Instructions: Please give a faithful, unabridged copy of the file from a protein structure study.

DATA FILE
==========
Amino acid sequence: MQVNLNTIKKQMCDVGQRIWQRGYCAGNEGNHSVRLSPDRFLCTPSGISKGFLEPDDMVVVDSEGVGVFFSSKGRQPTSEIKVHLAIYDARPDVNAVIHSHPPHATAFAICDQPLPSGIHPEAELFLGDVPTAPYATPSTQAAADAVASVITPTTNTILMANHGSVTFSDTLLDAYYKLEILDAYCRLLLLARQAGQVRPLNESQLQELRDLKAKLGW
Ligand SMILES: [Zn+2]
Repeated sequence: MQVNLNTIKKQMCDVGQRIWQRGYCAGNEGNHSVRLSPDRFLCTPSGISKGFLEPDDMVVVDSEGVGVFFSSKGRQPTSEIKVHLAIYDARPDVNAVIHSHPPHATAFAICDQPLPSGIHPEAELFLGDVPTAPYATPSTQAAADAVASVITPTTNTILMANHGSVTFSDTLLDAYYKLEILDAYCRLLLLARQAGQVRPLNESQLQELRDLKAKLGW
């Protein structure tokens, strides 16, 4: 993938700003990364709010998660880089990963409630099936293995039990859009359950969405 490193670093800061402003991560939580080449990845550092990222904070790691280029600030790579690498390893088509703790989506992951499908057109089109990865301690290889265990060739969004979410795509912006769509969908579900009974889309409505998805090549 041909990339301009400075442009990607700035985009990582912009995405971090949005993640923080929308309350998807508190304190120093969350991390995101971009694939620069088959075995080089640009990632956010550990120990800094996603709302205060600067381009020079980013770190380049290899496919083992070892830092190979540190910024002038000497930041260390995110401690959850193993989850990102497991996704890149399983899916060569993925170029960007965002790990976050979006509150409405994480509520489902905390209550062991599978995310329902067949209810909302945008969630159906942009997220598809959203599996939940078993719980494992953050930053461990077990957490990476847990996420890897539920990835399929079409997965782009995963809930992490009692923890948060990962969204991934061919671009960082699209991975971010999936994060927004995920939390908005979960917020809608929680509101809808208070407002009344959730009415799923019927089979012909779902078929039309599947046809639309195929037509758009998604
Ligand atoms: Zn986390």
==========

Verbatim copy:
Amino acid sequence: MQVNLNTIKKQMCDVGQRIWQRGYCAGNEGNHSVRLSPDRFLCTPSGISKGFLEPDDMVVVDSEGVGVFFSSKGRQPTSEIKVHLAIYDARPDVNAVIHSHPPHATAFAICDQPLPSGIHPEAELFLGDVPTAPYATPSTQAAADAVASVITPTTNTILMANHGSVTFSDTLLDAYYKLEILDAYCRLLLLARQAGQVRPLNESQLQELRDLKAKLGW
Ligand SMILES: [Zn+2]
Repeated sequence: MQVNLNTIKKQMCDVGQRIWQRGYCAGNEGNHSVRLSPDRFLCTPSGISKGFLEPDDMVVVDSEGVGVFFSSKGRQPTSEIKVHLAIYDARPDVNAVIHSHPPHATAFAICDQPLPSGIHPEAELFLGDVPTAPYATPSTQAAADAVASVITPTTNTILMANHGSVTFSDTLLDAYYKLEILDAYCRLLLLARQAGQVRPLNESQLQELRDLKAKLGW
């Protein structure tokens, strides 16, 4: 993938700003990364709010998660880089990963409630099936293995039990859009359950969405 490193670093800061402003991560939580080449990845550092990222904070790691280029600030790579690498390893088509703790989506992951499908057109089109990865301690290889265990060739969004979410795509912006769509969908579900009974889309409505998805090549 041909990339301009400075442009990607700035985009990582912009995405971090949005993640923080929308309350998807508190304190120093969350991390995101971009694939620069088959075995080089640009990632956010550990120990800094996603709302205060600067381009020079980013770190380049290899496919083992070892830092190979540190910024002038000497930041260390995110401690959850193993989850990102497991996704890149399983899916060569993925170029960007965002790990976050979006509150409405994480509520489902905390209550062991599978995310329902067949209810909302945008969630159906942009997220598809959203599996939940078993719980494992953050930053461990077990957490990476847990996420890897539920990835399929079409997965782009995963809930992490009692923890948060990962969204991934061919671009960082699209991975971010999936994060927004995920939390908005979960917020809608929680509101809808208070407002009344959730009415799923019927089979012909779902078929039309599947046809639309195929037509758009998604
Ligand atoms: Zn986390």